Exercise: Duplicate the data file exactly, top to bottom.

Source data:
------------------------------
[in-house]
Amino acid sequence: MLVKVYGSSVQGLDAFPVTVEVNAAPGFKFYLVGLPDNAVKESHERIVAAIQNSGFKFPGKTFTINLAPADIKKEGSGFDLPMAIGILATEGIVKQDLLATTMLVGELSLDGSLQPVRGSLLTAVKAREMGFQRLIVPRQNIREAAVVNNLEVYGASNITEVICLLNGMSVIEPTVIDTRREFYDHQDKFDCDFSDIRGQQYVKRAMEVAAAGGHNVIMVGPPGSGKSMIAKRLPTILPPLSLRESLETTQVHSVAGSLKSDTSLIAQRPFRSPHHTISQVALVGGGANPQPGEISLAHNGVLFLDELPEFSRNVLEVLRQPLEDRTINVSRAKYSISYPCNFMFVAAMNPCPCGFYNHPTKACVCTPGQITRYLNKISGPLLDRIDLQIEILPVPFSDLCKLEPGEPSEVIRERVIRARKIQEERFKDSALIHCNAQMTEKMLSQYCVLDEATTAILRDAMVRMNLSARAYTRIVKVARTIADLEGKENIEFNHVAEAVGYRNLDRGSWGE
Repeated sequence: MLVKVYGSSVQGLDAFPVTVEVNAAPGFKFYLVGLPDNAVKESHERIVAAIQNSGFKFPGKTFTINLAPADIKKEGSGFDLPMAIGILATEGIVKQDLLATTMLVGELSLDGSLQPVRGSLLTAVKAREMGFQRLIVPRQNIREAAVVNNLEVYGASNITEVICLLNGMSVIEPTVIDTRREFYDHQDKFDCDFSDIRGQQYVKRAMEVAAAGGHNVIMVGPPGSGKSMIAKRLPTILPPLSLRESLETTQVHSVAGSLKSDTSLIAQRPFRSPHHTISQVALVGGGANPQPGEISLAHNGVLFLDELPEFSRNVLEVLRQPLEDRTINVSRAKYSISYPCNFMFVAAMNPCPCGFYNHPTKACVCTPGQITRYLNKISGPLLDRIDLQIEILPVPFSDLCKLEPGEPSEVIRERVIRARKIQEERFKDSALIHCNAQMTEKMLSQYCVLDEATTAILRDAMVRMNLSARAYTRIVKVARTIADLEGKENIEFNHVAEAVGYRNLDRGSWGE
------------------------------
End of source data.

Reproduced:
[in-house]
Amino acid sequence: MLVKVYGSSVQGLDAFPVTVEVNAAPGFKFYLVGLPDNAVKESHERIVAAIQNSGFKFPGKTFTINLAPADIKKEGSGFDLPMAIGILATEGIVKQDLLATTMLVGELSLDGSLQPVRGSLLTAVKAREMGFQRLIVPRQNIREAAVVNNLEVYGASNITEVICLLNGMSVIEPTVIDTRREFYDHQDKFDCDFSDIRGQQYVKRAMEVAAAGGHNVIMVGPPGSGKSMIAKRLPTILPPLSLRESLETTQVHSVAGSLKSDTSLIAQRPFRSPHHTISQVALVGGGANPQPGEISLAHNGVLFLDELPEFSRNVLEVLRQPLEDRTINVSRAKYSISYPCNFMFVAAMNPCPCGFYNHPTKACVCTPGQITRYLNKISGPLLDRIDLQIEILPVPFSDLCKLEPGEPSEVIRERVIRARKIQEERFKDSALIHCNAQMTEKMLSQYCVLDEATTAILRDAMVRMNLSARAYTRIVKVARTIADLEGKENIEFNHVAEAVGYRNLDRGSWGE
Repeated sequence: MLVKVYGSSVQGLDAFPVTVEVNAAPGFKFYLVGLPDNAVKESHERIVAAIQNSGFKFPGKTFTINLAPADIKKEGSGFDLPMAIGILATEGIVKQDLLATTMLVGELSLDGSLQPVRGSLLTAVKAREMGFQRLIVPRQNIREAAVVNNLEVYGASNITEVICLLNGMSVIEPTVIDTRREFYDHQDKFDCDFSDIRGQQYVKRAMEVAAAGGHNVIMVGPPGSGKSMIAKRLPTILPPLSLRESLETTQVHSVAGSLKSDTSLIAQRPFRSPHHTISQVALVGGGANPQPGEISLAHNGVLFLDELPEFSRNVLEVLRQPLEDRTINVSRAKYSISYPCNFMFVAAMNPCPCGFYNHPTKACVCTPGQITRYLNKISGPLLDRIDLQIEILPVPFSDLCKLEPGEPSEVIRERVIRARKIQEERFKDSALIHCNAQMTEKMLSQYCVLDEATTAILRDAMVRMNLSARAYTRIVKVARTIADLEGKENIEFNHVAEAVGYRNLDRGSWGE